E&E News: Are the 2020s the EV decade? 4 key questions will decide

David Ferris,
E&E News
January 14, 2020

Talk to an energy or climate wonk, and it’s almost an article of faith that the electric car is the next big thing. It needs to happen to solve climate change; the prices for batteries are dropping; it’s only a matter of time.

But will that transition become apparent in 2022 … or in 2030?

1. When will an EV cost the same as a standard car?

One report by Columbia University last month examined multiple studies to gauge what percentage of the global vehicle fleet will be electric by 2040.

It found that in the last year, the most optimistic forecasts had moved the $100 target date. In 2018, number crunchers estimated the crossover would occur somewhere between 2020 and 2022. Last year, those forecasts stated a more sober date of 2023. The median of other studies put it at 2025.

Another massive report by the Massachusetts Institute of Technology Energy Initiative in 2019 came to similar, and bracing, conclusions.

A standard electric sedan with a large battery “will likely remain upwards of $5,000 more expensive to manufacture than a similar internal combustion vehicle through 2030,” it said.

2. Is this the decade when drivers get excited about EVs?

The 2010s were the decade that launched the production electric sedan, like the Nissan Leaf and the Chevy Bolt, and, on the sexier side, high-performance cars like Teslas.

As the 2020s dawn, a much larger compliment of cars and even trucks have arrived in showrooms, or soon will. With nearly every global automaker spending billions of dollars on converting factories to produce EVs, a giant question is still unanswered: Will drivers want them?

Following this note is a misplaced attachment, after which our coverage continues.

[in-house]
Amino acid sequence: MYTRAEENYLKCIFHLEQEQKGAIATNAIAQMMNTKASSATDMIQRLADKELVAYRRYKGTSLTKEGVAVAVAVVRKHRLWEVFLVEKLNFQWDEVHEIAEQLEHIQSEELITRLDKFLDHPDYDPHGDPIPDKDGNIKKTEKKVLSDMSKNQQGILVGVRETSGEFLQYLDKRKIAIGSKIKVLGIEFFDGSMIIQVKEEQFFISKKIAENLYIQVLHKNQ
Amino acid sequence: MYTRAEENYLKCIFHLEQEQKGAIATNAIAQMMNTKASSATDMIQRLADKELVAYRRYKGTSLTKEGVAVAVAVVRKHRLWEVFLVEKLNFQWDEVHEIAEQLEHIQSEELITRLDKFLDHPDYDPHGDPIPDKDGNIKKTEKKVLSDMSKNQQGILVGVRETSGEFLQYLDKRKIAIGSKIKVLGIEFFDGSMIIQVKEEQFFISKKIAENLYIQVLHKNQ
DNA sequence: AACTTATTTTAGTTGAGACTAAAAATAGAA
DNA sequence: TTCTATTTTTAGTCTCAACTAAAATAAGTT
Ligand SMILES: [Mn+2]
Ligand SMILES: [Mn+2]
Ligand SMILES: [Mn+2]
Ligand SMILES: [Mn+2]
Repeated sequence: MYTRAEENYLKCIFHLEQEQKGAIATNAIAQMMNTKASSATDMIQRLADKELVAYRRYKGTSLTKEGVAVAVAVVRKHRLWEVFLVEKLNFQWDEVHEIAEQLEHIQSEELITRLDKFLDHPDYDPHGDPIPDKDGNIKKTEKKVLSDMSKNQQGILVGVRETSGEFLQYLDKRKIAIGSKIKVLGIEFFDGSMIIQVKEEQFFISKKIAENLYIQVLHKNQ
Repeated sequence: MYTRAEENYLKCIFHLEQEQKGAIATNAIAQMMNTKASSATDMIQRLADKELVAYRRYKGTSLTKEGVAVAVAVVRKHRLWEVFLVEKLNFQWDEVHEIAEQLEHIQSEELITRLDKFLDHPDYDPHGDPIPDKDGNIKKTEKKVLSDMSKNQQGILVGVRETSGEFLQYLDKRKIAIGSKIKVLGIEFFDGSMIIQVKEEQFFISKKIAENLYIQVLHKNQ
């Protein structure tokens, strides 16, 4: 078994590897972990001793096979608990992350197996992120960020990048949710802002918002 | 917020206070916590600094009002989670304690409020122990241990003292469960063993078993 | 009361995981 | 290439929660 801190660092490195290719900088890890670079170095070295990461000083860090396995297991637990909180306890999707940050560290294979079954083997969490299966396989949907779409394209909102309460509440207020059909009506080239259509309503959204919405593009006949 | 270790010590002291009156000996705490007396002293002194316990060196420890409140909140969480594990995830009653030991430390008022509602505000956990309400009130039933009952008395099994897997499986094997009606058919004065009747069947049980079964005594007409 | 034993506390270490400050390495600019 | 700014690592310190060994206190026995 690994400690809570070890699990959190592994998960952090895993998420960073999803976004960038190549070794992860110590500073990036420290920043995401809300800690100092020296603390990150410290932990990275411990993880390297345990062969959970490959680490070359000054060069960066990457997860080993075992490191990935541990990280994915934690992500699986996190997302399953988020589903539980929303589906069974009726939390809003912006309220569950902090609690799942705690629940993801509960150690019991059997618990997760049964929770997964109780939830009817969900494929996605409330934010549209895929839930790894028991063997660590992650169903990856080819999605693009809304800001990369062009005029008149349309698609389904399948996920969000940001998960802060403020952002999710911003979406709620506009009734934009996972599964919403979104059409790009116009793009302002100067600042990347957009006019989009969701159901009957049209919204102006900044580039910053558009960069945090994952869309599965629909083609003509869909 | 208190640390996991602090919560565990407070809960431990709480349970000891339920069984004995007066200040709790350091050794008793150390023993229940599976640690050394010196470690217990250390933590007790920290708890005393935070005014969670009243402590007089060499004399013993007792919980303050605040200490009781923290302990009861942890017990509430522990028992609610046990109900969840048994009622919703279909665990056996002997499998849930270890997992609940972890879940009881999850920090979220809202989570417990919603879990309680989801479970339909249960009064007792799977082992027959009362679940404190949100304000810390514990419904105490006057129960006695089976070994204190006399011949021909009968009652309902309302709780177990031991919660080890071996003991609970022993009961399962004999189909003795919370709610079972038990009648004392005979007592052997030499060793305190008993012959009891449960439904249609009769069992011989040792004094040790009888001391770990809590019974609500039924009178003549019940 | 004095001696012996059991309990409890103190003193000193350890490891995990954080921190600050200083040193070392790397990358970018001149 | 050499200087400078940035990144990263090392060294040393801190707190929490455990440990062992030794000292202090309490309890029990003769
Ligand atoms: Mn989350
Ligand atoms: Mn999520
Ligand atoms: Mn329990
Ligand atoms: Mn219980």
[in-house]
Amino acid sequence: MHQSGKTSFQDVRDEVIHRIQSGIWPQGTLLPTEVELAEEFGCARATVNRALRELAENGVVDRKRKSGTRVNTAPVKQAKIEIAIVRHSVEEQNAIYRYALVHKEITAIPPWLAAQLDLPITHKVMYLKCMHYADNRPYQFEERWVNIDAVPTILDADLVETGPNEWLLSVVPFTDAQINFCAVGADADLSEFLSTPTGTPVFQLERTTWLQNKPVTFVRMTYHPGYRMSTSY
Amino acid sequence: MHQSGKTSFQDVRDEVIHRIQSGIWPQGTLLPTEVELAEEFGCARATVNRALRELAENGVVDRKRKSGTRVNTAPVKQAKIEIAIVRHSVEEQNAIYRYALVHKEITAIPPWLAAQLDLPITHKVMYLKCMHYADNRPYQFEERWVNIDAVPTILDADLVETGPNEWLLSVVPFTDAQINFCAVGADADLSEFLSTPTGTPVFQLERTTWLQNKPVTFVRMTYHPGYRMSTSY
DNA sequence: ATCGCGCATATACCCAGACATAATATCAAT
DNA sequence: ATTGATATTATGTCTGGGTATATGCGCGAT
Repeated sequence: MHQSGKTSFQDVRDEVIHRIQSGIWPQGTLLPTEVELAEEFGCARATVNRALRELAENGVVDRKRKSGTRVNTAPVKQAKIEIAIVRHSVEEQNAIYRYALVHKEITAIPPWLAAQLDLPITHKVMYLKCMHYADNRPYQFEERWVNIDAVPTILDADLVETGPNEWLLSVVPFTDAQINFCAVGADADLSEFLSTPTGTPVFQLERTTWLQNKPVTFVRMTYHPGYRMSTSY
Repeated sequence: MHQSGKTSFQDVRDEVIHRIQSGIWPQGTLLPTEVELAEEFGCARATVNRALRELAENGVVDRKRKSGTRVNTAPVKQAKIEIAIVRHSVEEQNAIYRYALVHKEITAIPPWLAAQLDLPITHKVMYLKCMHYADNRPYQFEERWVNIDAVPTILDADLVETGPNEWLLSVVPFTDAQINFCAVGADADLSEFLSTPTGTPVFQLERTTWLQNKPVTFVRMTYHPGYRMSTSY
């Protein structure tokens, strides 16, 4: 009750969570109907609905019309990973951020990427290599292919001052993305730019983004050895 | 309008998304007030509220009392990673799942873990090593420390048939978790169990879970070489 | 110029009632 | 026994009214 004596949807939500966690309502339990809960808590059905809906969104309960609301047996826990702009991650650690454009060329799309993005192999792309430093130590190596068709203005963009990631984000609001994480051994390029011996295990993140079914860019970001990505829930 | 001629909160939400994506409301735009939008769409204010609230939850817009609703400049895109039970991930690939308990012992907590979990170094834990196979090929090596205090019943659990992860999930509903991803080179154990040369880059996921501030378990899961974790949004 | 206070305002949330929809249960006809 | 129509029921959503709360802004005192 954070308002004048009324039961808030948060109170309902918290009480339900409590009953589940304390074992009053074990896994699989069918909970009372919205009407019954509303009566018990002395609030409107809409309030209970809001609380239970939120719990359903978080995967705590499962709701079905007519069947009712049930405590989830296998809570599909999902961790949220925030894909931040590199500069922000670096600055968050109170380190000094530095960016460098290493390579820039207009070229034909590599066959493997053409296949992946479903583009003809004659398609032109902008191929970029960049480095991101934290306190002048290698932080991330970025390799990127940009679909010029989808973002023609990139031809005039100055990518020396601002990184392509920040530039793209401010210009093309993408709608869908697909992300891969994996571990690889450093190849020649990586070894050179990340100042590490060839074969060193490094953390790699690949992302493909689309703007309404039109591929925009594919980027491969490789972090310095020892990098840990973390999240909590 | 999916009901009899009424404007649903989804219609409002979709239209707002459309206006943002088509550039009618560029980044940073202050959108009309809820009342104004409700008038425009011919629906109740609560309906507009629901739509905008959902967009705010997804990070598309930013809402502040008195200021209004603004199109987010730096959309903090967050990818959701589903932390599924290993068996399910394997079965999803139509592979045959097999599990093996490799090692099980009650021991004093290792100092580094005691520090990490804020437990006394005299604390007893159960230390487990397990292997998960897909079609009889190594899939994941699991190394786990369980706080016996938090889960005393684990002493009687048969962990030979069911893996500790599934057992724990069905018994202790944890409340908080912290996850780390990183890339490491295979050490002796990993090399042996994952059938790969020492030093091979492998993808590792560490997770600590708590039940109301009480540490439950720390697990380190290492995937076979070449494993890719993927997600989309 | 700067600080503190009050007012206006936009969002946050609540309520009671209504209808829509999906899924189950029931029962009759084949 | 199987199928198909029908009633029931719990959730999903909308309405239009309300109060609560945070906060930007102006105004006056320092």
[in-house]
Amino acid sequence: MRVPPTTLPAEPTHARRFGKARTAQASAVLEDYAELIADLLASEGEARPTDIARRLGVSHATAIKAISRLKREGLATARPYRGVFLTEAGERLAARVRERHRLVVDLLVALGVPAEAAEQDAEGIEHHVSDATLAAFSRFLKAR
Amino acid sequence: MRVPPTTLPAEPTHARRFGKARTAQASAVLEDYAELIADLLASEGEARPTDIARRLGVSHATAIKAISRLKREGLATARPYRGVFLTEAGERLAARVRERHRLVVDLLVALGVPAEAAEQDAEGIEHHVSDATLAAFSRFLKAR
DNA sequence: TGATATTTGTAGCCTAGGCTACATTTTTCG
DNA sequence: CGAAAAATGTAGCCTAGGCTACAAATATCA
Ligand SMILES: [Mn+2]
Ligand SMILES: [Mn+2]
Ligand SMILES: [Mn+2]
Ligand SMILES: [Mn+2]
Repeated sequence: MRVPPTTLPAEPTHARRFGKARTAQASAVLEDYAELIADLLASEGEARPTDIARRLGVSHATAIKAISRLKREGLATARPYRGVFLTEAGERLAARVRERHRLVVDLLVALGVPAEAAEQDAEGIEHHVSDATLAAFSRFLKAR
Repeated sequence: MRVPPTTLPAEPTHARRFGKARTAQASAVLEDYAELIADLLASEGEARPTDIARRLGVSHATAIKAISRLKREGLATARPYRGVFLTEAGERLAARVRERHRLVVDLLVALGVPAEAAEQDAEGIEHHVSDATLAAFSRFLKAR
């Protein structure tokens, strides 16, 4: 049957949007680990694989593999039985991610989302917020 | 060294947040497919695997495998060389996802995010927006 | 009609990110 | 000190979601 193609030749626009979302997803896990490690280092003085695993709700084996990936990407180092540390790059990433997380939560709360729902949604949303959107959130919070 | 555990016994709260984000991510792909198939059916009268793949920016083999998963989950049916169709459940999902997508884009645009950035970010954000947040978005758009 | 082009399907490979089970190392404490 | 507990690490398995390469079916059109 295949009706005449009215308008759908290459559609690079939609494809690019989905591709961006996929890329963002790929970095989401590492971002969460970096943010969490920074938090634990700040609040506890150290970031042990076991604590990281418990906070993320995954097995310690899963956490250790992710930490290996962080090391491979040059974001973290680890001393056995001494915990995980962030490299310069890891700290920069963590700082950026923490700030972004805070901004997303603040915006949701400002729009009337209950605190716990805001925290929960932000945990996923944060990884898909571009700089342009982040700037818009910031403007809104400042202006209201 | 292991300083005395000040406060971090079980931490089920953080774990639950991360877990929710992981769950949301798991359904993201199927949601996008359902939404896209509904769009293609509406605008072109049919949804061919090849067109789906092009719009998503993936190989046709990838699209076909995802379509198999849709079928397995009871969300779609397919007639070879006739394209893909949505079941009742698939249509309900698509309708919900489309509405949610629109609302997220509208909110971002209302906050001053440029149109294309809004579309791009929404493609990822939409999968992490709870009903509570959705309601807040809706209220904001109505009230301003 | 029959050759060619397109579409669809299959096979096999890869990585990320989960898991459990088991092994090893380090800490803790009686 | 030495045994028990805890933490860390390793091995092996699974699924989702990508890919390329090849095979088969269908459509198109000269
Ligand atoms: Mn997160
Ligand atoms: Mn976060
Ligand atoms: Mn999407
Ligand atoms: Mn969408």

The challenge is that most Americans simply haven’t been thinking about EVs at all. A 2018 study found that even in California, where most of the country’s EVs are sold, “households by the millions are simply not engaged in any transition” to EVs, with next to no knowledge of what vehicles are available or that a charging network exists.

That attitude is widespread. The global director of electrification at Ford Motor Co., Ted Cannis, wrote last September that one of the main misperceptions it hears is that people think an EV needs gas to operate.

3. Where will drivers charge?

A number of unknowns make it difficult to foresee how robust the charging-station presence need be. One is that the rate at which drivers will adopt EVs is unclear. Another is that building and operating charging stations isn’t necessarily profitable, which is slowing their spread.

A third factor, many in the industry will admit, is that chargers being built today may be necessary now but not a few years from now. That’s because new EVs are being built with hundreds of miles of range, eliminating the need for daily charging except on the exceptional long trip. Utilities and states are investing millions of dollars in chargers to create a feeling of security for those who are mulling an electric car purchase. But as more drivers come to understand that fueling an EV actually happens at home, it’s possible that expensive public chargers will be little used.

4. Will state policies make a difference?

A mid-2019 report by the N.C. Clean Energy Technology Center found that 43 states were taking some form of action to spur the adoption of electric cars or to build out charging networks.

Some of the more prominent ones are proposed public investments in charging stations in New Jersey, Massachusetts, New York and Maryland — which is a partial list of the states that are also part of [the Transportation and Climate Initiative].

Read more here.